Asahi’s purchase of Fuller’s Pride in west London for £250million is the latest in a long line of foreign acquisitions by the Japanese brewer.
Unlike most Japanese companies who prefer the steady path of organic growth, especially in overseas markets, Asahi has been aggressive in taking over foreign beverage businesses.
Two of the most notable was the $2billion acquisition of Peroni, Grolsch and Meantime and Schweppes Australia. International business now accounts for just over 30% of Asahi group’s revenue, far from insignificant.
However the company’s success internationally has not been a one-way street. Management was left crying in its beer in China, where it ultimately sold its stake in Tsingtao.
Pulling off M&A deals is one feat. Integrating the business, innovating, keeping and enthusing your talent pool are altogether different challenges.
Asahi’s Japanese rival Suntory experienced these challenges following its 2014 purchase of Beam, where many key executives promptly departed.
Fuller’s Pride is not close to Beam in scale, however one wonders whether there is a strategic plan? The small print of the deal reveals that Asahi has not acquired Fuller’s trademarks and will merely license them. So it has paid for a brewery, some prime land in Chiswick and a London distribution network. Fuller’s brand whilst well known in west London has little equity or saliency outside the M25.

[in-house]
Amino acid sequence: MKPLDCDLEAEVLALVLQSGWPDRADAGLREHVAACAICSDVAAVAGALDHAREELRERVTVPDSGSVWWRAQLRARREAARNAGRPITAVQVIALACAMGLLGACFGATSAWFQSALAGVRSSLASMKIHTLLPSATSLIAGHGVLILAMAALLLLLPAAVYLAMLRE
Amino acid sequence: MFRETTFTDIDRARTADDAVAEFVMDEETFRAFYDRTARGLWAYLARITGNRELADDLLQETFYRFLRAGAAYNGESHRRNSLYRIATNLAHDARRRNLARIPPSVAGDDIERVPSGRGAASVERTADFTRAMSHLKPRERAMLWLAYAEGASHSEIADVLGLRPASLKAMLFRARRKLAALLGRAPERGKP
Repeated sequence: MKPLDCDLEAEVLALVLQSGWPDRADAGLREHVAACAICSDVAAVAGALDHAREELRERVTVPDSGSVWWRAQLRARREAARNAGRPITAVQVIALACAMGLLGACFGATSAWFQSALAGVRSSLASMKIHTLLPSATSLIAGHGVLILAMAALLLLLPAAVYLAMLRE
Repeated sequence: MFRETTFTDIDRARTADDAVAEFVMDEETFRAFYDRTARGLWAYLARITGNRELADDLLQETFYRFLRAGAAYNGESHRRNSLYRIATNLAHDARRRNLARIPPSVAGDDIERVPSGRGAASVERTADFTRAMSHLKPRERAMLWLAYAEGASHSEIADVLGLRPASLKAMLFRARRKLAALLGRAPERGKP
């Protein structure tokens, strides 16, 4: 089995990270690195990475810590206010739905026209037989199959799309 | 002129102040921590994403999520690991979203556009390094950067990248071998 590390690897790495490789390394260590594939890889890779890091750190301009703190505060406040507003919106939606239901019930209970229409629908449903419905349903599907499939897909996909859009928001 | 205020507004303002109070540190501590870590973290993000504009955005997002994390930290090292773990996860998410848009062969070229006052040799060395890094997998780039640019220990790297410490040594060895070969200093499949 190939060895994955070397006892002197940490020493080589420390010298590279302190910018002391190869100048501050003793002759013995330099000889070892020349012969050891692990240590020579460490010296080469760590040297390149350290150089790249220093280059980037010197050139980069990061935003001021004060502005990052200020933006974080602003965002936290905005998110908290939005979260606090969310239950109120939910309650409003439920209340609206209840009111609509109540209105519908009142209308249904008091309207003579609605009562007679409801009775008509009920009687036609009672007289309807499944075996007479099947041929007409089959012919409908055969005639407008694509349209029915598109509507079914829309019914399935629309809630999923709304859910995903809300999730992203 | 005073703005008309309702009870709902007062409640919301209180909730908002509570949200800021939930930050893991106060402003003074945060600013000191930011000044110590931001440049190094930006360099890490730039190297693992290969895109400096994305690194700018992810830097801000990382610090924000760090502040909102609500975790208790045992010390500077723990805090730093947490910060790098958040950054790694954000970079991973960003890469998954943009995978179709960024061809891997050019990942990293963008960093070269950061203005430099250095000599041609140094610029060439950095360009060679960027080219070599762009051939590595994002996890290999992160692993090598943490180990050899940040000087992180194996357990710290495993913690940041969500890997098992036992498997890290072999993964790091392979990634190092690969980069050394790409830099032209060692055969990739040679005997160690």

Will Fuller’s Pride be promoted in Japan?
Or is Fuller’s just another Asahi head hunting scalp that will be quickly forgotten?
Export and Expand: 8 essential steps to take your business global is available here
Perhaps surprisingly, 8 of the world’s top 10 Halal meat exporters are not Muslim countries!
Top of the table is Brazil whose Halal meat exports in 2018 were valued at over US$5 billion.
Australia is number 2 with a business half the size of Brazils, whilst India is number 3.
The market for Halal certified food, beverages and other categories, for example cosmetics, continues to grow, not just in Muslim countries, but also in western markets where there are sizeable Muslim populations.
Founded in 2014, Huel markets high nutrition, plant based foods to fitness minded Millenials, mainly in London.
Sales in 2019 are set to hit £40million.
Huel uses a direct-to-consumer business model, one which has been generally more popular with cosmetics, toiletry and supplement businesses, rather than food companies.
Late in 2018 Huel signed a deal with JD.com to enter the China market. I was surprised that they prioritised China over other Western markets, like Australia, where there are similar groups of consumers to the UK.
I like the Huel concept, though admit I’ve not been able to try it here in Japan.
Huel’s challenge internationally will be IP protection, as the idea is quite easy to copy. It will not be difficult for a good food nutritionist to replicate their formulas.
Huel has just taken additional funding from investor Highland Europe.
I’m sure their game plan is to sell it to a big food or Pharma company, like Dollar Shave, the Direct-to-consumer start-up, was bought by Unilever.